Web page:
From 1987 to 1993, he attended Cornell University in Ithaca, NY, where he earned both Masters of Arts and Doctor of Philosophy degrees in Comparative Literature and Film, and also taught Field Ornithology. During the next 6 years, while working as an Assistant Professor of Comparative Literature and Film at the University of Virginia, Ned also pursued his second career leading birding tours for Field Guides, one of the pioneering ecotourism companies.

In addition to being a published scholar, Ned was a prolific researcher and writer in his amateur
ornithological career, authoring dozens of scientific articles with original research and serving as Editor of the North American Birds journal for 16 years. In this role, Ned reported and analyzed bird sighting data from the entire North American continent, as well as authored the quarterly column, "The Changing Seasons. " In 2007, he wrote the "National Wildlife Federation's Field Guide to Birds of North America, " a comprehensive guide to identifying 750 bird species in North America. He also co-authored "Virginia's Birdlife: An Annotated Checklist, " Fourth Edition (2007), which provided detailed descriptions of 466 species of birds found in Virginia. Ned's skill and talent for synthesizing vast amounts of research into a readable format made him widely sought after by numerous publishers, and he is cited as a contributor in many of the leading bird books of today.

Ned's profession enabled him to live anywhere that he wanted; he chose Northampton County so that he could fully immerse himself in the unique environment of the Eastern Shore in order to study the incredible phenomenon of migratory birds here that many of us take for granted. Ned found himself immersed as much in our community as he was in the study of birds, living in Cape Charles for many years while he worked at a number of jobs, including operating the Sterling House Bed and Breakfast,managing the Hotel Cape Charles, and overseeing production  at New Ravenna. Most of the time, Ned worked these jobs concurrently with his bird tour leading, ornithological writing, and his own field research.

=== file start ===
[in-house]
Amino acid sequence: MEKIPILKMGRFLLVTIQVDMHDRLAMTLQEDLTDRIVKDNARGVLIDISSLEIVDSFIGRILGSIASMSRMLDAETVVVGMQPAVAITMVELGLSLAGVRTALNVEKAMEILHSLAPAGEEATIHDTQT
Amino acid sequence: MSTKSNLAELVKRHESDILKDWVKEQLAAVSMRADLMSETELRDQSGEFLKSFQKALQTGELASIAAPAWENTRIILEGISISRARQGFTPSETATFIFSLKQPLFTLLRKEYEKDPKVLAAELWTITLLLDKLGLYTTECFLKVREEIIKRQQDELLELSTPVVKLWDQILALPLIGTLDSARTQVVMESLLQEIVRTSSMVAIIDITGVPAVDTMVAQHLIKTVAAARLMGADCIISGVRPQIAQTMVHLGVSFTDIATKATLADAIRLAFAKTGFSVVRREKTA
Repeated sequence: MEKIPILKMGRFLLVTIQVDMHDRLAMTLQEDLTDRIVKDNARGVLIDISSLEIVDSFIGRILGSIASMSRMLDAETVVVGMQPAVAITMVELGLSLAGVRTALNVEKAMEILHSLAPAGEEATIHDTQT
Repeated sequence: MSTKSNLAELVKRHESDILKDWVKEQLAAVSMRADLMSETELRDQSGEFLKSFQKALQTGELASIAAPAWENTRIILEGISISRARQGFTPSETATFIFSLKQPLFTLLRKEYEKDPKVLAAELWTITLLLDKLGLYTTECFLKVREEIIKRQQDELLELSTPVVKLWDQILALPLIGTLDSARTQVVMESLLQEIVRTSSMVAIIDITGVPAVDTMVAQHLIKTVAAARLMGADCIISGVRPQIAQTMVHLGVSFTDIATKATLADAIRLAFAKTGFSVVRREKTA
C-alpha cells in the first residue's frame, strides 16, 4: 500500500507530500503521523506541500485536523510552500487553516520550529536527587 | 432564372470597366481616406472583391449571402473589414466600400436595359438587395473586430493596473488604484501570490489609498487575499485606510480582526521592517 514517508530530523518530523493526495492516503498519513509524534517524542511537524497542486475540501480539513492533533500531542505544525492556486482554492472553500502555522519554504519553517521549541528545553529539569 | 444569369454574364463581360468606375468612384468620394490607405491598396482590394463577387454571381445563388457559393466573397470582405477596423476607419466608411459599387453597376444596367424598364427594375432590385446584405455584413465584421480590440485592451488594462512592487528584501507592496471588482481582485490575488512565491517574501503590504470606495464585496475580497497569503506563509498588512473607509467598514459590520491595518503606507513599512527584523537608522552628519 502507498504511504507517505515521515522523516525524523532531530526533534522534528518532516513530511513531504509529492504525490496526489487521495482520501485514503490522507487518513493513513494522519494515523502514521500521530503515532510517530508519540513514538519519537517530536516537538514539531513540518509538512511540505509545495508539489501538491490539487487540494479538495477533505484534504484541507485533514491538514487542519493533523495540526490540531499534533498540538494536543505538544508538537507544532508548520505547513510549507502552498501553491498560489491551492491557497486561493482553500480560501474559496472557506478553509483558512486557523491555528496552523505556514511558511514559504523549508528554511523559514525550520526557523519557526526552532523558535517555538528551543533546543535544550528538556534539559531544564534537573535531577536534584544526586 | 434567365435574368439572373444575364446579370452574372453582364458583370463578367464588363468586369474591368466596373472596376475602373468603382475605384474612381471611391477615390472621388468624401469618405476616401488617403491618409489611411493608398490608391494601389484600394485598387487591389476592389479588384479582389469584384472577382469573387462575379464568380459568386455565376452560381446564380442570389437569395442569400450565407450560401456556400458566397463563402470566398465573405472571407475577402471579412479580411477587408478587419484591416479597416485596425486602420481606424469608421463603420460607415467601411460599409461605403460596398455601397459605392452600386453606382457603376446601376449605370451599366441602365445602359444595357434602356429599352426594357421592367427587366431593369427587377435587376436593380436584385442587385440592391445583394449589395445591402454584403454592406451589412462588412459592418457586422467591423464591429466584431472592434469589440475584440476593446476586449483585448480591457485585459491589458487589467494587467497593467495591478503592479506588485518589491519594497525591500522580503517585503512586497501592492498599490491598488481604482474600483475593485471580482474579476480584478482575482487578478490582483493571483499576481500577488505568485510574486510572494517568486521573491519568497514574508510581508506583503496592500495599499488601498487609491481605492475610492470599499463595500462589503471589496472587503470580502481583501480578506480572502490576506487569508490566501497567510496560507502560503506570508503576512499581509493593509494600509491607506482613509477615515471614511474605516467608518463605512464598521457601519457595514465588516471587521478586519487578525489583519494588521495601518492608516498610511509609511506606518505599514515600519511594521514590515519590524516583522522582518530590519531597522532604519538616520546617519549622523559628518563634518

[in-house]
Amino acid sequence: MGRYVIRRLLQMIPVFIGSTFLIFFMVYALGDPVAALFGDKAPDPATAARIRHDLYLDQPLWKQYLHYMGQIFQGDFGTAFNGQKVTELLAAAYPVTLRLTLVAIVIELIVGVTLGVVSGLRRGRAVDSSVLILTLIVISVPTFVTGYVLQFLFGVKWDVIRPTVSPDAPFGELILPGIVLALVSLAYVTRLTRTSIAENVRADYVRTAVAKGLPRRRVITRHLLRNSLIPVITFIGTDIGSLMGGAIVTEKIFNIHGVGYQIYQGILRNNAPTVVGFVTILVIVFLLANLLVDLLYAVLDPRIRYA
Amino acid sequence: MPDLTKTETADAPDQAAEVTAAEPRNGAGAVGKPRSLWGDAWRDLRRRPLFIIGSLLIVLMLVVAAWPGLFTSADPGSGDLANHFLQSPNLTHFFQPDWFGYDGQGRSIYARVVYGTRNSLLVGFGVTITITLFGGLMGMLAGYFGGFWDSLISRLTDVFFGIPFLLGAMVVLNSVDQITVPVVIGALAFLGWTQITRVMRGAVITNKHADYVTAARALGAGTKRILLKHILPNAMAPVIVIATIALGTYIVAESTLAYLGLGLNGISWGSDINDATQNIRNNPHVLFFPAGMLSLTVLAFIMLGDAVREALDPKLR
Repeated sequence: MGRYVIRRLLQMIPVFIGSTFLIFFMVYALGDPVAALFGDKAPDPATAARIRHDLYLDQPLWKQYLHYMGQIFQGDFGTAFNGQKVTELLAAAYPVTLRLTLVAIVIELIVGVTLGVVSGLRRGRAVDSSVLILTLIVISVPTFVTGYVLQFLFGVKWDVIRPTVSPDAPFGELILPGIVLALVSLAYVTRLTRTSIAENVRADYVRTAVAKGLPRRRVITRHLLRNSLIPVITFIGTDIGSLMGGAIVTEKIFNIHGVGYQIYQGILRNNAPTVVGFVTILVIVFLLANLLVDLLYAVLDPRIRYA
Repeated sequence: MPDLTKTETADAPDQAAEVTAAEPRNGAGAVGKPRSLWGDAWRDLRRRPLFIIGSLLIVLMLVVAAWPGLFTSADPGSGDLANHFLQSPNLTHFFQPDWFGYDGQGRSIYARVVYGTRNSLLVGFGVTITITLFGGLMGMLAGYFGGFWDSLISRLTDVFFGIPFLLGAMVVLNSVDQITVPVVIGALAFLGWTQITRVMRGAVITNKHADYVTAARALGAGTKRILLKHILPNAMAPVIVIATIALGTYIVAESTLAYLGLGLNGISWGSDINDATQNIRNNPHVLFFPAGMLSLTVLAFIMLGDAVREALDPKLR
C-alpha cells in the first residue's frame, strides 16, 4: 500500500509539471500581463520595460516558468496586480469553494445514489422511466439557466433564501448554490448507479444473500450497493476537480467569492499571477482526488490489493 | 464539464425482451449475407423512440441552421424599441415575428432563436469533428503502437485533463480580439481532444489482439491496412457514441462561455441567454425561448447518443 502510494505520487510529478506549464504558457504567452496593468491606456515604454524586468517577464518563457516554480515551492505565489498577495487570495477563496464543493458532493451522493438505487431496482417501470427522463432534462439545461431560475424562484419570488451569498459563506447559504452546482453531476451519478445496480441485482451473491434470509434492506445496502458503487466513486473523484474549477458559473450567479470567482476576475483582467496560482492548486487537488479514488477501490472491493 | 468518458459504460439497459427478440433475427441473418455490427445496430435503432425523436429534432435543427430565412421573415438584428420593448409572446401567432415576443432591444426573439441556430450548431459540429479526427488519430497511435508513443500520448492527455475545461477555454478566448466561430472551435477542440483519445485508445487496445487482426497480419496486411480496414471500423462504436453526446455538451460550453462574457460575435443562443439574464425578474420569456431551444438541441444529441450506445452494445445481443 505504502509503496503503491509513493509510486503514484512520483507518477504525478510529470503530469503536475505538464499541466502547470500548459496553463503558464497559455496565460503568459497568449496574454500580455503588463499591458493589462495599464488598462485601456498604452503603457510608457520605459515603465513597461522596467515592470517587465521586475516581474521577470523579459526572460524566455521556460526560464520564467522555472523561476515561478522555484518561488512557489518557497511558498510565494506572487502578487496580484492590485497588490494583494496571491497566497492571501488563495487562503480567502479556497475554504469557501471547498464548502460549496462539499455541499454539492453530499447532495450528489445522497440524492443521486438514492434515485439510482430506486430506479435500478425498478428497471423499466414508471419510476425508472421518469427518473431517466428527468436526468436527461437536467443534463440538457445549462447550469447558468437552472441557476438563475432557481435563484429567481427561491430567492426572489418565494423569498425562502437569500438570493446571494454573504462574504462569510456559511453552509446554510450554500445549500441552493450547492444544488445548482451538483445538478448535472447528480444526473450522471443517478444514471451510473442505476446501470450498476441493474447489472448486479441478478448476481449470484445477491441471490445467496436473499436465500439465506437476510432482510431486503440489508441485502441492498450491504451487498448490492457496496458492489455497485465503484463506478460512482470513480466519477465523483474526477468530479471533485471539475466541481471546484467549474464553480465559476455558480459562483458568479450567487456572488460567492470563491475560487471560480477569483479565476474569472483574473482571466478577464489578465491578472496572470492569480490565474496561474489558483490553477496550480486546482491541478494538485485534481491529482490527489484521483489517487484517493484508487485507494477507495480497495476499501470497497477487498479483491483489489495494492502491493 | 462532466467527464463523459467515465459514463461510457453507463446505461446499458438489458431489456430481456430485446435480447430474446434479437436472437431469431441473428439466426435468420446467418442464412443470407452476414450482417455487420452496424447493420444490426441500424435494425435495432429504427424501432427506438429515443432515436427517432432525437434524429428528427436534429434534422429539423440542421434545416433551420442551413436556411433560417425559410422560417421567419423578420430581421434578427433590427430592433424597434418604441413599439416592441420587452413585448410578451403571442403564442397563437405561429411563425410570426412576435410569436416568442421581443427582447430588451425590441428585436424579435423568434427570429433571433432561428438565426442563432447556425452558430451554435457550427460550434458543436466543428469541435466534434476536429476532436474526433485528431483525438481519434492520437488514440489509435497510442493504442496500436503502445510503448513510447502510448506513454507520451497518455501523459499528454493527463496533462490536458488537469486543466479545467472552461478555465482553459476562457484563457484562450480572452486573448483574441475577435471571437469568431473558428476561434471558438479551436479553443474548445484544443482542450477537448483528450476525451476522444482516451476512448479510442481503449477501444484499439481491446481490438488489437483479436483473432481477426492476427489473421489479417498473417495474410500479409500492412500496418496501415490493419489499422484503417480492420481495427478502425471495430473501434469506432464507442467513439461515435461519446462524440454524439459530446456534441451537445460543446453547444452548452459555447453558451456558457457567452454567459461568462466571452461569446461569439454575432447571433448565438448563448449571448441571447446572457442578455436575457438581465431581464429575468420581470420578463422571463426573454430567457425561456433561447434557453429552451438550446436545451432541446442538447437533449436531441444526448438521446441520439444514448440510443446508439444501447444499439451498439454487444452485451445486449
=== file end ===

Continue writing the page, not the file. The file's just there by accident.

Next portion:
What sets Ned apart from others with a distinguished education and internationally renowned expertise was his love and generosity in sharing his gifts with others. He was a natural teacher  and mentor, never failing to respond with kindness to emails and phone calls from anyone; from beginning birders to those at his level. He alone has been the reservoir of all knowledge on Eastern Shore avifauna for the past 20 years, and the full extent of his body of research is only becoming apparent after his passing. He has seen the most bird species in Northampton County of anyone on record (nearly 4001). He was planning to write a book, yet left that work unfinished in his untimely passing. Nevertheless, his decades of birding on the Eastern Shore and his global circle of birding friends allowed him to be the most notable voice promoting the Eastern Shore of Virginia as a premier birding destination It is our hope that renaming the Northampton County Nature Preserve to honor Ned would help to raise global awareness of the Eastern Shore of Virginia's birding life and allow his friends to carry on his birding outreach, research and education.

The current Northampton County Nature Preserve is located on the Northampton Landfill property, which is not only a popular spot for local birders, but draws people from across Virginia and beyond. Much of the birding lore associated with the landfill relates to the pond, which attracts a plethora of migratory birds, as well as various vagrants - including some truly extraordinary species, such as the Gray Heron that was photographed in November 2020, only the second record of this European species for the Lower 48. Ned himself put the landfill pond on the birder's map, amassing a number of first sightings as well as recording rarities such as  Lucy's Warbler, a Southwestern species never previously recorded in Virginia, and only recorded a handful of times east of the Mississippi!